Why doesn't this Administration get it? The President, in her first Inaugural Address, pledged to the Liberian people and the world that she considered corruption "public enemy number one" and was determined to combat it frontally. It is sad that the administration does not consider nepotism as part of the corruption syndrome.
But in our system, where so many talented and highly qualified people are yearning for an opportunity to serve, it is. If the government wanted a Liberian youth to participate in the recent NOCAL conference discussing the new Petroleum Law, they could have scouted high schools throughout the country where there are any number of very bright students, who have excelled despite the many deprivations facing their schools.
Some of these students rise above the difficulties they encounter personally at home or at schools without libraries or laboratories, yet go on to excel academically wherever they go to college.
So why choose for participation in the NOCAL conference the President's grandnephew?
We applaud Estrada Bernard, III for his accomplishment—only 17, a high school senior, already with university admission. It is in his genes, since his father is a highly accomplished neurosurgeon, hisgrandfather an eminent Liberian international lawyer and his grandaunt a Harvard graduate, President of Liberia and a Nobel Laureate.
We know that young Bernard has a very bright future and is bound to do well. But is he Liberian? It is said that he himself announced during the NOCAL conference that he is an American from Alaska. Yet, Ms. Khoury of the NOCAL said they were looking for a Liberian youth to participate in the conference. So that alone is problematic.
Did not the Administration see that?
Now it (the Administration) has invited criticism unto itself by this small but highly controversial incident. Ordinary Liberians are incensed by it, and so are many others, including the President's co-Nobel Laureate, Madam Leymah Gbowee.
Everyone recalls that the Nobel Duo fell out over another incident of nepotism, after the President appointed her son Robert Sirleaf to the highly lucrative position of Chairman of NOCAL. Leymah blew her top against that appointment, and that caused a rift between the Nobel duo. This newspaper editorially quoted women from the World Bank who stated that they blamed President Ellen Johnson Sirleaf for that rift, because she had no business doing what she had done–appointing her own son to that position. That appointment alone caused her more bad press than anyother single decision she had made. It took over two years for her to realize this, and eventually she asked him, however reluctantly, to step aside.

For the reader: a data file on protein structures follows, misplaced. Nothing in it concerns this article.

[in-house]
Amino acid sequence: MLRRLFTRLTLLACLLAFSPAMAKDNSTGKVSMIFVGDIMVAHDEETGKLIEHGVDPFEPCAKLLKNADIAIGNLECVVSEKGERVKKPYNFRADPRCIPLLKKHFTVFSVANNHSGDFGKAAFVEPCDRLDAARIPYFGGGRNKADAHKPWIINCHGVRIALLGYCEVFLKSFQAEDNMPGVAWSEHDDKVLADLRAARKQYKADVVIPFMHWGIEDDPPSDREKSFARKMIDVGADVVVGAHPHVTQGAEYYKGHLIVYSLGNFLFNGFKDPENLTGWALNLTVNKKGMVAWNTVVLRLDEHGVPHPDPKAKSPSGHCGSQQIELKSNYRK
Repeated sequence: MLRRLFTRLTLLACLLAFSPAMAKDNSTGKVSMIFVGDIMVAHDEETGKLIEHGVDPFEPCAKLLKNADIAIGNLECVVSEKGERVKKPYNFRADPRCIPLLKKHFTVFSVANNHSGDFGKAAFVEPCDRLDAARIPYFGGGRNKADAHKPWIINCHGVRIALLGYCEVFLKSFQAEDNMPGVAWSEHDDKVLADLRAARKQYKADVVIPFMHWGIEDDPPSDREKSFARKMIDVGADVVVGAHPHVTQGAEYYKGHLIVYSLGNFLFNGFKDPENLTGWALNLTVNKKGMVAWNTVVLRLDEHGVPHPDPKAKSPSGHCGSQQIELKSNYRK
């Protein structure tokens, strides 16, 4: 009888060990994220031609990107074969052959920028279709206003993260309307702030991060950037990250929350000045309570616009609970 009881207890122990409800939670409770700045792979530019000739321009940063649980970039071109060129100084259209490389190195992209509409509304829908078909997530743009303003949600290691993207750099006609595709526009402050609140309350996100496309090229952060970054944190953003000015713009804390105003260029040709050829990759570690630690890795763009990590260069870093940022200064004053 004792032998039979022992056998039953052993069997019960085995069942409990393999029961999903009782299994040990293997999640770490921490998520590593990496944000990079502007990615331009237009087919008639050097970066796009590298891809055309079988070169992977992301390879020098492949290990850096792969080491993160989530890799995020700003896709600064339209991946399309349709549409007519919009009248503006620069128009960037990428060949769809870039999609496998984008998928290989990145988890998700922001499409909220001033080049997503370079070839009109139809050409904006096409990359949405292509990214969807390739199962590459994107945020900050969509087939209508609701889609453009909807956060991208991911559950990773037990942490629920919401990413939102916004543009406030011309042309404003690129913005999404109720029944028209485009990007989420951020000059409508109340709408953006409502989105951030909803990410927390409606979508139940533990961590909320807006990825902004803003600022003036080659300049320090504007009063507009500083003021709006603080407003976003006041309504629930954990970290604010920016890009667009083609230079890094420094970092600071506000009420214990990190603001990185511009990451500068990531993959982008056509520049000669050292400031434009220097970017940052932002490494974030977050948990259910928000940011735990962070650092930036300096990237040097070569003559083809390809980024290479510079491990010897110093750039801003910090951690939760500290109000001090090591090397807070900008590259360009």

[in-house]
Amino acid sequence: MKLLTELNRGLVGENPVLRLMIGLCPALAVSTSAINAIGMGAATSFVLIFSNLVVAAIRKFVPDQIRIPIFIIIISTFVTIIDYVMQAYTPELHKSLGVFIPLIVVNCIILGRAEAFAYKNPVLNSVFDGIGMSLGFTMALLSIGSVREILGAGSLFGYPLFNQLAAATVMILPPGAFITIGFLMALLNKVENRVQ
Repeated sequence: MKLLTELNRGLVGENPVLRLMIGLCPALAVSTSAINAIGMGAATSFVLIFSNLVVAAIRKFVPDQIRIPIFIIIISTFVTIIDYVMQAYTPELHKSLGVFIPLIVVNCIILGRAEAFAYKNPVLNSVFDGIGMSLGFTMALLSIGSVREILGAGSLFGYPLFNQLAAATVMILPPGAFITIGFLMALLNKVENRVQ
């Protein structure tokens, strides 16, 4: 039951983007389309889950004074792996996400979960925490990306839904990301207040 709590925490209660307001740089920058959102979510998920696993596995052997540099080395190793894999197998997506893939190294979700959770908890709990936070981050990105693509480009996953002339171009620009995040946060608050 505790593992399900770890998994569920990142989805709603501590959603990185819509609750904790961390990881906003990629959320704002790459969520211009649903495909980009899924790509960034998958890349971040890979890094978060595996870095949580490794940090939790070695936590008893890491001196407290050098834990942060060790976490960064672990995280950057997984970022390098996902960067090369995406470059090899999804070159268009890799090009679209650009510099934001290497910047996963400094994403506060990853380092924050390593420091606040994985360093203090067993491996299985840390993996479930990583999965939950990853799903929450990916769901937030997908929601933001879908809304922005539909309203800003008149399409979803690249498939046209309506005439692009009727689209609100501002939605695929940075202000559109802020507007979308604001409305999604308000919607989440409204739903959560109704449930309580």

But then she turned right around and appointed him Liberian ambassador to the oil-rich Gulf state of Kuwait! Next thing we know, he had, apparently singlehandedly, emerged with a US$14 million loan!
We thought that was the business of the Foreign and Finance Ministers.
Leymah Gbowee has now spoken out again against the Bernard, III fauxpas, distancing herself some more from her fellow Nobel Laureate.
Most people familiar with this prestigious Prize say it has never happened before, for two recipients, especially sisters from the same country, to be quarreling.
The President must rethink her approach to the handling of national affairs. She must realize that she is the Mother of ALL LIBERIANS, not just the Sirleaf Family, and should treat all her children equally.
She has too much on her plate as our President, and does not need these totally unnecessary distractions, some of which, though they may appear petty and insignificant, have the tendency to undermine her credibility as a fair, forthright and transparent leader.